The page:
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The story of this bike begins a couple years ago with a guy called Wayne. Wayne lived well up north in Minnesota near the Canadian border. That’s where he bought this Honda CB250 at a local antique store for an untold sum of money. You see, the Honda CB250 is actually a Canadian bike. That we know of, Honda never sold them here in The States. Sure, we had its big brother, the CB/CL350, but the CB250 was off limits for reasons we still don’t understand. Wayne found one, however, and he had a particular purpose in mind. He needed to get to the Twin Cities to see about a lady. In our estimation, it doesn’t get much more romantic than that. Buy a weird old motorcycle, travel hundreds of miles and try to sweep a young lady off her feet. Sadly, Wayne’s trip hadn’t gone quite according to plan by the time he and his CB250 darkened our shop door.
Now I wasn’t there at the time, but I like to imagine that when Wayne showed up at BlueCat Motors there was a single black raincloud about the size of a refrigerator hovering just ten yards above his head, showering him with a torrent of rain and tiny bolts of lightning. Here he was, all but broke, hours from home, rejected by the object of his affections, and his motorcycle had broken down. He couldn’t stay. He couldn’t go home. Insult was added to copious injury once Jeff tore into his his poor, sick Honda 250. In his lovesick haste, poor Wayne hadn’t bothered to check his oil. A lack of engine oil had fried the top end of the engine. The motor was toast, and Wayne wasn’t going anywhere on those two wheels and empty pockets. The mechanical tragedy of it all is that a single quart of oil added to the engine would have saved his trip and his bike. The CB250 had a lovely gold and white tank that at least made the bike worth something, so we offered Wayne what we could for his dead machine to at least help him get home. The tank went on a shelf and the rest of the bike went into storage.
We have a handful of bikes around the shop that we’ve picked up over the years. Some we’ve collected as parts bikes to fix customer motorcycles. Some, like this CB250, we buy from our customers when they’re unable or unwilling to invest in fixing what’s wrong with them. The trick is figuring out what to do with them. Sometimes we can fix them and resell them, but every once in a while we get stuck with a machine we really like. Lead mechanic and co-owner, Jeff, has had his eye on this CB250 for a while now. It’s a unique bike, but it shares a lot of parts with the much more common CB/CL350. More importantly though, Jeff actually needed something to ride. It’s that old cliché. The doctor who smokes. The cobbler who runs around barefoot. Jeff is the motorcycle mechanic who didn’t have a daily rider.
So slowly over time, Jeff has been collecting engine parts from Honda and from some abandoned CL350 parts bikes. Luckily, the CB250 and the much more common CL350 share most of their valve train components. He was able to source a cam, cam followers and other components to replace the parts ruined by the CB250’s unfortunate lack of oil. As usually happens, the cam had failed and seized the top end of the engine before the deeper, lower cylinder and bottom-end components got too hot from lack of lubrication. So Jeff rebuilt the top end with scavenged CL350 parts. The bike had also sat long enough that it was well overdue for a carb rebuild. We sourced new air filters, tires, chain and sprockets. All in all, the CB250 needed much of the same work any “barn bike” resuscitation would require.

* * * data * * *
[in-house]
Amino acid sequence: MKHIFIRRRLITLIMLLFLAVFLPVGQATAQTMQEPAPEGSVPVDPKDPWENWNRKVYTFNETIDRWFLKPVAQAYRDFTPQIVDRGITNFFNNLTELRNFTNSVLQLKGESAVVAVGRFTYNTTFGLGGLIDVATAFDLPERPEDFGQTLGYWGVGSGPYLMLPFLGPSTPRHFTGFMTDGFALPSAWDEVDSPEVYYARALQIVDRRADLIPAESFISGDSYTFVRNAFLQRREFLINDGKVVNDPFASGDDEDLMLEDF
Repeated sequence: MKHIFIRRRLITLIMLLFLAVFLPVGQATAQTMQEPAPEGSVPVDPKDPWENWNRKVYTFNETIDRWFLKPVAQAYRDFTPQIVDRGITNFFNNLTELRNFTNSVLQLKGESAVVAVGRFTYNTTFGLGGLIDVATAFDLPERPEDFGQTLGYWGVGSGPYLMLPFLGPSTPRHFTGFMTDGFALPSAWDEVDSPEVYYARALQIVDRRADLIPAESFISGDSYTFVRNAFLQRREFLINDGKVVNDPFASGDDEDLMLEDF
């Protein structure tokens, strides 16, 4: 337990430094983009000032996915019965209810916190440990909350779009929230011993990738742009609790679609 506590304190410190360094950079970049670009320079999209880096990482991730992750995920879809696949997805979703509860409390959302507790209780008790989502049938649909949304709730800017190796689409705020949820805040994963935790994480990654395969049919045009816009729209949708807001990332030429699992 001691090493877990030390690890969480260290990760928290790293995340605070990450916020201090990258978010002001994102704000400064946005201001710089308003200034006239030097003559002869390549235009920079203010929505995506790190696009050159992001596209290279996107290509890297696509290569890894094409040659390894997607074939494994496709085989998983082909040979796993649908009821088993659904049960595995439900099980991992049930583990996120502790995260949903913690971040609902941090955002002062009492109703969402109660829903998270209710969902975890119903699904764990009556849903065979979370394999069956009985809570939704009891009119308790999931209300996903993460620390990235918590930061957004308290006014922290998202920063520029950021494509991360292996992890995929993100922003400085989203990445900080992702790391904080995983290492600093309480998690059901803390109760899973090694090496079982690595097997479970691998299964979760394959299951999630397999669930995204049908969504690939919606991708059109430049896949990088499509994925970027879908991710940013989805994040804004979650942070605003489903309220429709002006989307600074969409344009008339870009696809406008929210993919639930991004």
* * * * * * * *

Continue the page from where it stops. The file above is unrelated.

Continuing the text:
I caught up with Jeff after shop hours — the only time we Blue Cats really get a chance to work on our own machines. The motor was buttoned-up and sitting on the lift all by itself. Jeff tore into the twin carburetors, removing the old jets, o-rings and float needles as he went. One particularly stubborn float pin would set the tempo for much of this bike’s reassembly. The little brass pivot pin that lets the floats rise and fall refused to come out of its holes. It took a dunk in the ultrasonic cleaning tank and some strategic hammering to finally get it out of there. Shiny new brass bits and new rubber from the carb kits had the plumbing sorted. The last bit of bench work we could do with the motor out was to set the point gap and bench time the ignition. Using a multi-meter set for continuity, Jeff rotated the flywheel by hand and listened for the buzzer to end as the timing mark hit left fire or right fire. Seeing this procedure up close and in person finally took all the mystery out of points. They were this mysterious voodoo mechanism that had me avoiding pre-’79 japanese motorcycles — and for no good reason, apparently.
With the heart and lungs ready to go, we were ready to reassemble the motorcycle. That, however, would have to wait for another day. In the meantime, I eyed that gold/white tank on the shelf and thought about Wayne. I wondered what became of him once he left our shop. I wondered what ever became of the girl he couldn’t win that weekend. I wondered what the CB250 would be like when it was all back together. It’s funny how even after sitting for so long, there’s still some romance left in this little gold bike.
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